Once a participant has identified one or more conversation partners, it can begin the conversation. But before the parties can start exchanging data via messages, they might have some housekeeping to do, for example:
- Confirm Availability: The fact that a participant can be discovered, e.g. via Consult Directory, does not guarantee that it is ready to accept messages. A participant may therefore "ping" the provider first to check availability and readiness to accept messages.
- Confirming Roles: In some peer-based conversations, participants need to agree on the role they are going to play. For example, participants may elect a leader from amongst themselves.
- Negotiate transport: Conversation participants may have different capabilities regarding transport protocols and data encoding. Two participant may want to negotiate upfront about the most efficient format that both participants support. For example, if both participants can produce and consume Protocol Buffer messages they can save a lot of bandwidth vs. JSON encoded messages.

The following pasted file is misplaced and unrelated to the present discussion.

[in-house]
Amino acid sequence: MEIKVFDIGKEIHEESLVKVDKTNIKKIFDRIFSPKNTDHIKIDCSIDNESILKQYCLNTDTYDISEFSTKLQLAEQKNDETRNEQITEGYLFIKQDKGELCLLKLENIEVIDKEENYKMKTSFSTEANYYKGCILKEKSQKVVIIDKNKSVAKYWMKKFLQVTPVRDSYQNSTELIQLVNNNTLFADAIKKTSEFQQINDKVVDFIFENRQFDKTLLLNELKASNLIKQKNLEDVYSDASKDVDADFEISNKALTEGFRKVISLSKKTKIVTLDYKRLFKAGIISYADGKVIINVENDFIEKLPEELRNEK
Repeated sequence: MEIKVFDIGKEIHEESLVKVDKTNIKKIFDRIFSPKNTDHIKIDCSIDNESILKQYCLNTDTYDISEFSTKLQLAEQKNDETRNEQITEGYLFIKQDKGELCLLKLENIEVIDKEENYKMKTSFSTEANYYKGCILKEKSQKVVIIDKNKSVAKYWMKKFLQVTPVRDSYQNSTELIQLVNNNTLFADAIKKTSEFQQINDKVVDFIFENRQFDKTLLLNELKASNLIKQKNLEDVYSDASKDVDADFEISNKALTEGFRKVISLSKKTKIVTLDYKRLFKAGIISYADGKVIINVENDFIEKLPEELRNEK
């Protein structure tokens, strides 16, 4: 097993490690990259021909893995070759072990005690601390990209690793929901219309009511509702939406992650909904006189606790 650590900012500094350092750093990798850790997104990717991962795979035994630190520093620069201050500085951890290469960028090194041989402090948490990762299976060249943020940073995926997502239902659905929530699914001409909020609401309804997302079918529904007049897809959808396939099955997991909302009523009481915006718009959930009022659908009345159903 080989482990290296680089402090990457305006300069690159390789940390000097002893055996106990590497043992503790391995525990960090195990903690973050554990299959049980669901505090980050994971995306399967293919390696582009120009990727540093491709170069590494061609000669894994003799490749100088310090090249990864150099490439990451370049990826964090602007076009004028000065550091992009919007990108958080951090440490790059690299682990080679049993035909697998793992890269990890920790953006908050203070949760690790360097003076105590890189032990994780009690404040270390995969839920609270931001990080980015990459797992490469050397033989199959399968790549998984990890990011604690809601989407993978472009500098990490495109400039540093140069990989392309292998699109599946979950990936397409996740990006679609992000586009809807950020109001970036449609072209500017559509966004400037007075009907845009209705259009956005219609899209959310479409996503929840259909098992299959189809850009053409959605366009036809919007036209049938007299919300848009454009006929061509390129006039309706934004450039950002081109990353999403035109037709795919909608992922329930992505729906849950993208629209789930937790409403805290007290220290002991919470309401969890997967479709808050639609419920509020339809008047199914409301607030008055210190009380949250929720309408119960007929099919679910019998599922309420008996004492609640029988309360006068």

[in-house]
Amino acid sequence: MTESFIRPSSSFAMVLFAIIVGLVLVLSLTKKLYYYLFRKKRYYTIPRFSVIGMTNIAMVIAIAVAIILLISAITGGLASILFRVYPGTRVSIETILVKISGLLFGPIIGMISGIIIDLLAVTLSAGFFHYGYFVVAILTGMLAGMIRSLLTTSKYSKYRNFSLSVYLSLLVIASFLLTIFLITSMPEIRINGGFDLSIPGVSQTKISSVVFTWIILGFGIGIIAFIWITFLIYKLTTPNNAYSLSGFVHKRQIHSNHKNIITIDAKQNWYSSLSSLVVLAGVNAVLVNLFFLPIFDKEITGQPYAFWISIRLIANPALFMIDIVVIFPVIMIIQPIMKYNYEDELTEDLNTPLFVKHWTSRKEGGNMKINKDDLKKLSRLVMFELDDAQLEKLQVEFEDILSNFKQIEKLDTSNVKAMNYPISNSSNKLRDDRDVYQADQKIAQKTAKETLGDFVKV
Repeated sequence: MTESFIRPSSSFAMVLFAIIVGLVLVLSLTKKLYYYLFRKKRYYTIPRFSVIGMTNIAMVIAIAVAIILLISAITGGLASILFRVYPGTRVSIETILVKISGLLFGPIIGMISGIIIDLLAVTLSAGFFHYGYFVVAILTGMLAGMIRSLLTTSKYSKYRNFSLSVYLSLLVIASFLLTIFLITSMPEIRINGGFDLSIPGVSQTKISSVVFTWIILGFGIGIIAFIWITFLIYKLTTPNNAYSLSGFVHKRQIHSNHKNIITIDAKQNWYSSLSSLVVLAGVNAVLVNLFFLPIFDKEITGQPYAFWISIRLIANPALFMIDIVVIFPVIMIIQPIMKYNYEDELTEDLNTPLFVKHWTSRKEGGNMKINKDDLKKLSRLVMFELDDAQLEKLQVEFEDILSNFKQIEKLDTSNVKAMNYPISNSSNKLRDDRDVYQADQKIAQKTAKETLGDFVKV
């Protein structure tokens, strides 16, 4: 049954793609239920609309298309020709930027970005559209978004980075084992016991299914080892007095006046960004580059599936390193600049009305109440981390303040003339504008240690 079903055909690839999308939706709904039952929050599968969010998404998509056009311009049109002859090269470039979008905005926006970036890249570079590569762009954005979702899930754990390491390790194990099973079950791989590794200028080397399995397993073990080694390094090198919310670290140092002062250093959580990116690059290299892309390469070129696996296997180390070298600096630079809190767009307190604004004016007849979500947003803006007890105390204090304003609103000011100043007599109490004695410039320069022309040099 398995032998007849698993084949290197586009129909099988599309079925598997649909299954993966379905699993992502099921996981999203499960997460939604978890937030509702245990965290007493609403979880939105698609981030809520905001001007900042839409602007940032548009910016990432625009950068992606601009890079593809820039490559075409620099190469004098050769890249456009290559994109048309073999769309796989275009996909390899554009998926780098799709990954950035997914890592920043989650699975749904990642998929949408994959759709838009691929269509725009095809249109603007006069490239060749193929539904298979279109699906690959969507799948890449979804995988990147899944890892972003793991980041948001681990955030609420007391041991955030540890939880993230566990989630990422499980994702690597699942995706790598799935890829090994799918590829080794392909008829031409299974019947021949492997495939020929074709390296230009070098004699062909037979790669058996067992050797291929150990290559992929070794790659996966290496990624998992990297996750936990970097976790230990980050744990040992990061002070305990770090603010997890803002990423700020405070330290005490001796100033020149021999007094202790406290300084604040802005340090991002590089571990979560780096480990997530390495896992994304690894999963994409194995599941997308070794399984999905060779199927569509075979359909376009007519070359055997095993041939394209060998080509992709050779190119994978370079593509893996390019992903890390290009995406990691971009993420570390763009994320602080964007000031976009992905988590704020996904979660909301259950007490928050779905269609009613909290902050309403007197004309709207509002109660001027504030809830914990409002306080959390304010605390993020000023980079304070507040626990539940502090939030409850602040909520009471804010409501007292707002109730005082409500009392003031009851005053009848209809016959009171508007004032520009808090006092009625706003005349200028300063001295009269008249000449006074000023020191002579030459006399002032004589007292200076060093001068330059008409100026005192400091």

- Authentication: A service provider may require that potential conversation partners authenticate themselves, which can range from the simple inclusion of a client ID in the initial message to more sophisticated conversations including a certificate authority.
- Sequencing: Some protocols that need to transmit reliably over unreliable channels need to synchronize first to make sure no messages are lost later.